“Well yeah, if this person is exactly like you in every way, what would she have to say that you don’t already know?”

“Oh, plenty probably. Things that are in my brain but trapped in my unconscious that she has access to. But drawing them out would most likely be an infuriating process. Apparently I have a penchant for beating around the bush. Did I ever tell you that my family won’t let me tell stories at Thanksgiving and Christmas and whatnot because they say I always tell them in really confusing ways that dance around the main climax or whatever? My mom will literally interrupt me in the middle of a story and say, ‘Hurry up and get to the point.’ So I guess the other version of me would be the same way.”

At this point I’m lying in her bed, slapping a pink balloon at the ceiling. Thwack, thwack, thwack. It almost gets stabbed by the ceiling fan. “Ya know what I would do if I were to meet myself?” I say, grinning. “Fight her,” I shake my head, “I mean, me.”

V. wafts over to her bed, produces smoky versions of her bulbous brown eyes within her cloud then squints them at me. Her thin eyebrows hang above them, bushy red circumflexes.

“Physically, I mean.”

V. raises her eyebrows, creasing the wide expanse of blue ether between them.

“Think about it,” I say. “I’m the only person I wouldn’t feel guilty for hitting, and the only person I’d feel comfortable inflicting physical pain upon. Plus, I’m my own exact, even match in terms of strength and size. Sure, I have a lot of pent-up, repressed aggression, but I’m not actually that buff so there aren’t too many other people I’d have a chance of beating if I fought them. But if I faced myself, I’d have a 50/50 shot at winning.”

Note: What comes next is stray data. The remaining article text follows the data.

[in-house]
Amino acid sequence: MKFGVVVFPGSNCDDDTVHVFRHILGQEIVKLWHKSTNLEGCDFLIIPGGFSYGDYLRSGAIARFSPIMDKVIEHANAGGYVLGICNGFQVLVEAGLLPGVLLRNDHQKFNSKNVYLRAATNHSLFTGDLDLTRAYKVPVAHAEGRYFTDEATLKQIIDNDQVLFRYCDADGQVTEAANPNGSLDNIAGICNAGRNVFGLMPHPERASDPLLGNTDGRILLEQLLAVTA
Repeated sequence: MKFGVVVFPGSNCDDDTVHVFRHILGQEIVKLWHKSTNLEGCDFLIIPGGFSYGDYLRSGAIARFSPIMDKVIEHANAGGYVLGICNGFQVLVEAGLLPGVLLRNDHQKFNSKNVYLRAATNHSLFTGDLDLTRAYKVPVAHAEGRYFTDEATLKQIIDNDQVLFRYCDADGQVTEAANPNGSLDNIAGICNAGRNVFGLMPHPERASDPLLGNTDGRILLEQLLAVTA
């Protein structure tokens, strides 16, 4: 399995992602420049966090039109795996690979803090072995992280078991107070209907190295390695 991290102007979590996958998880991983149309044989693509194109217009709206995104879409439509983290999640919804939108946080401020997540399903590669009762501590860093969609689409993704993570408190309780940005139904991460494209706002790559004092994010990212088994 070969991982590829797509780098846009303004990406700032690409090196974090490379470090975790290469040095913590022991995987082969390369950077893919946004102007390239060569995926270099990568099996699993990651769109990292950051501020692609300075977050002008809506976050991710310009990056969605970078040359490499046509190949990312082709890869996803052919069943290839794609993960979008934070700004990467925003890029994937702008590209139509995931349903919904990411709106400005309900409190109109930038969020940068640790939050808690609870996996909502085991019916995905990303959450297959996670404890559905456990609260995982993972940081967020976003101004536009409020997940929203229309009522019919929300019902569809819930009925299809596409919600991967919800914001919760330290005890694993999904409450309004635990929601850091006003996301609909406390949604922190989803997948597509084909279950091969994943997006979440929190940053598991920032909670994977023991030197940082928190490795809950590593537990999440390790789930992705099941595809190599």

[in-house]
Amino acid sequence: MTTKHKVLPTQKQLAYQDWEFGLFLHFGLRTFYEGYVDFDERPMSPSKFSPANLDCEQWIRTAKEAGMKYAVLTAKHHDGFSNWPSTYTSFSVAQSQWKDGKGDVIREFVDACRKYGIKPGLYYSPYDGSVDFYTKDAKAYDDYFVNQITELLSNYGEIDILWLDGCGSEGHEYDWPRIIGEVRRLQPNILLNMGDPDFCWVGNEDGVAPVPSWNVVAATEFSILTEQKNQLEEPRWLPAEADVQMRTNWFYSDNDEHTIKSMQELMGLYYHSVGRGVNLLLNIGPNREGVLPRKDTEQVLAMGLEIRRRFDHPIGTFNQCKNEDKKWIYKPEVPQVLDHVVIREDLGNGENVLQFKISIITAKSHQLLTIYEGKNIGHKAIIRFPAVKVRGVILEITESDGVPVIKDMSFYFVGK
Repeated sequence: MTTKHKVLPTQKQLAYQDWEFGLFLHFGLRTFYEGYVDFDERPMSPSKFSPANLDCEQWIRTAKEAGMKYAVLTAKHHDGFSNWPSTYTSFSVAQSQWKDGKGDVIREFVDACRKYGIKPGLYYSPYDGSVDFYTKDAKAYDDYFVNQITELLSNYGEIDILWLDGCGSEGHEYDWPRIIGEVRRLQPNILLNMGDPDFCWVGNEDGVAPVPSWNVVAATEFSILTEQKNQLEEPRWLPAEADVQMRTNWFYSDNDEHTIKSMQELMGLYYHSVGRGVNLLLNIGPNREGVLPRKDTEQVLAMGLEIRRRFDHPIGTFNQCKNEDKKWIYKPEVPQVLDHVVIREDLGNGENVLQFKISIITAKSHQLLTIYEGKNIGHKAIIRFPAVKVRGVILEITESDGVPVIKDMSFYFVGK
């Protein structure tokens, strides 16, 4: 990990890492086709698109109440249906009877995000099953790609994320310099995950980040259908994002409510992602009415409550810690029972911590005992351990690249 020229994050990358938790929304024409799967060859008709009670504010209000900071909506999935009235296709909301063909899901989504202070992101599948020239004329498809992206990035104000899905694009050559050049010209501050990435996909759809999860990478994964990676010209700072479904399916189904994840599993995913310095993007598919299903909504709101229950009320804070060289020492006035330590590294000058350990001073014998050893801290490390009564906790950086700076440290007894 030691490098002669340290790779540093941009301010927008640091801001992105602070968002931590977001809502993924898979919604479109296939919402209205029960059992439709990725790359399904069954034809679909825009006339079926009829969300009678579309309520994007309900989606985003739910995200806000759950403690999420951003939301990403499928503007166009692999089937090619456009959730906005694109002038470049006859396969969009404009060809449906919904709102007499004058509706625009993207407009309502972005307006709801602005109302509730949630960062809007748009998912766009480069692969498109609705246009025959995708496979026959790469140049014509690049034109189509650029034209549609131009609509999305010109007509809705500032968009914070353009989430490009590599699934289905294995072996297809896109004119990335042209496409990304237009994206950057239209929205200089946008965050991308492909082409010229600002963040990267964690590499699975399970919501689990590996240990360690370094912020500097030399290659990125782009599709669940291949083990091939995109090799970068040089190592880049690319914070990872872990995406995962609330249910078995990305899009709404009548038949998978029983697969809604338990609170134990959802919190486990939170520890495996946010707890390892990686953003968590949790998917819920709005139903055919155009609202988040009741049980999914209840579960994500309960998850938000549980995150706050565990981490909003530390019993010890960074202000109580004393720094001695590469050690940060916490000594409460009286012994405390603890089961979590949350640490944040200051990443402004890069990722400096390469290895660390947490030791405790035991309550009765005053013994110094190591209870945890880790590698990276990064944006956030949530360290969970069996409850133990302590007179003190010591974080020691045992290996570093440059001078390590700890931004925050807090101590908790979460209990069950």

V. nods at me like an apathetic, slo-mo bobblehead. I have no idea whether she’s contemplating what I’m saying seriously, judging me or racking her brain for the nearest mental hospital to commit me to.

Yet, I go on. Something about the wee hours of the night really loosens my inhibitions—as if life is no longer real. It’s replaced by an alternate reality since nothing is supposed to be happening at this hour; we’re meant to be sleeping like everyone else out there. Perhaps we’re dreaming while awake.

“Think about it. I’ve always wanted to fight someone, I’m trigger happy with my pepper spray keychain, I throw pillows on the ground in my apartment because I need to throw things, but don’t want to scare anyone by breaking solid objects—although shattering some glass, a window, a mirror, a pile of ceramic plates, hell, even attacking a giant Teddy bear and pulling out all its stuffing would be really satisfying.”

My eyelids float closed—even manic energy has its bounds. I drift off, succumbing to the wispy images of waifish sirens drifting on the insides of my eyelids. When I wake up—five minutes, an hour?—later V. is lying next to me in bed in her human form again, her eyes wide open, staring at me. Her lithe, white, almost pink, limbs glow in the dark. My own tan ones fade into the night air.